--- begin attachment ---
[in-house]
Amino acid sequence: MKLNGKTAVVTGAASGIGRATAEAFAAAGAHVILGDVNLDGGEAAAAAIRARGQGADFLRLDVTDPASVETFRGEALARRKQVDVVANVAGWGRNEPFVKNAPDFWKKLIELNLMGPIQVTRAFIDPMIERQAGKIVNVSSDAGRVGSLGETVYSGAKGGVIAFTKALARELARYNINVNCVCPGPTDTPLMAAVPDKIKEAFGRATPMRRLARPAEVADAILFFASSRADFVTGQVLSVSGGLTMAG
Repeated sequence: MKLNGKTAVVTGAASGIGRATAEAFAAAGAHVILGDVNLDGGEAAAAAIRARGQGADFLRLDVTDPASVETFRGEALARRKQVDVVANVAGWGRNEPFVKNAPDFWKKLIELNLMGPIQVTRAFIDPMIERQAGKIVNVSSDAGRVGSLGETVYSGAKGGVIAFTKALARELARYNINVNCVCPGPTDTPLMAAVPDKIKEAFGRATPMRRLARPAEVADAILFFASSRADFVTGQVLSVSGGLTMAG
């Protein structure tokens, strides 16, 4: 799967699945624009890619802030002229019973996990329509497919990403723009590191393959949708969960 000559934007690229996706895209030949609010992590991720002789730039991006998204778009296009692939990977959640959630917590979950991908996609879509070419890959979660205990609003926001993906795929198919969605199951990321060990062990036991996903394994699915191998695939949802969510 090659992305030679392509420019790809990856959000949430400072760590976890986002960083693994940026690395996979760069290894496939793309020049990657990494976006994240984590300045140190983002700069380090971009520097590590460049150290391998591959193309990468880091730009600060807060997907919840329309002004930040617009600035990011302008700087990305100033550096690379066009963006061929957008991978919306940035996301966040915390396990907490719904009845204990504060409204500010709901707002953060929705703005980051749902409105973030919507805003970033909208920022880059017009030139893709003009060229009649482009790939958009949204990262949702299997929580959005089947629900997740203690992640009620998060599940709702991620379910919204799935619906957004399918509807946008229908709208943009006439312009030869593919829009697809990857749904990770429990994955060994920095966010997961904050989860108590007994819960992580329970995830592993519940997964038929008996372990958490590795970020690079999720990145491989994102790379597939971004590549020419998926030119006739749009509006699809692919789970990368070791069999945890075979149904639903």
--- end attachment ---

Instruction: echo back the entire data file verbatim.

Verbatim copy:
[in-house]
Amino acid sequence: MKLNGKTAVVTGAASGIGRATAEAFAAAGAHVILGDVNLDGGEAAAAAIRARGQGADFLRLDVTDPASVETFRGEALARRKQVDVVANVAGWGRNEPFVKNAPDFWKKLIELNLMGPIQVTRAFIDPMIERQAGKIVNVSSDAGRVGSLGETVYSGAKGGVIAFTKALARELARYNINVNCVCPGPTDTPLMAAVPDKIKEAFGRATPMRRLARPAEVADAILFFASSRADFVTGQVLSVSGGLTMAG
Repeated sequence: MKLNGKTAVVTGAASGIGRATAEAFAAAGAHVILGDVNLDGGEAAAAAIRARGQGADFLRLDVTDPASVETFRGEALARRKQVDVVANVAGWGRNEPFVKNAPDFWKKLIELNLMGPIQVTRAFIDPMIERQAGKIVNVSSDAGRVGSLGETVYSGAKGGVIAFTKALARELARYNINVNCVCPGPTDTPLMAAVPDKIKEAFGRATPMRRLARPAEVADAILFFASSRADFVTGQVLSVSGGLTMAG
């Protein structure tokens, strides 16, 4: 799967699945624009890619802030002229019973996990329509497919990403723009590191393959949708969960 000559934007690229996706895209030949609010992590991720002789730039991006998204778009296009692939990977959640959630917590979950991908996609879509070419890959979660205990609003926001993906795929198919969605199951990321060990062990036991996903394994699915191998695939949802969510 090659992305030679392509420019790809990856959000949430400072760590976890986002960083693994940026690395996979760069290894496939793309020049990657990494976006994240984590300045140190983002700069380090971009520097590590460049150290391998591959193309990468880091730009600060807060997907919840329309002004930040617009600035990011302008700087990305100033550096690379066009963006061929957008991978919306940035996301966040915390396990907490719904009845204990504060409204500010709901707002953060929705703005980051749902409105973030919507805003970033909208920022880059017009030139893709003009060229009649482009790939958009949204990262949702299997929580959005089947629900997740203690992640009620998060599940709702991620379910919204799935619906957004399918509807946008229908709208943009006439312009030869593919829009697809990857749904990770429990994955060994920095966010997961904050989860108590007994819960992580329970995830592993519940997964038929008996372990958490590795970020690079999720990145491989994102790379597939971004590549020419998926030119006739749009509006699809692919789970990368070791069999945890075979149904639903």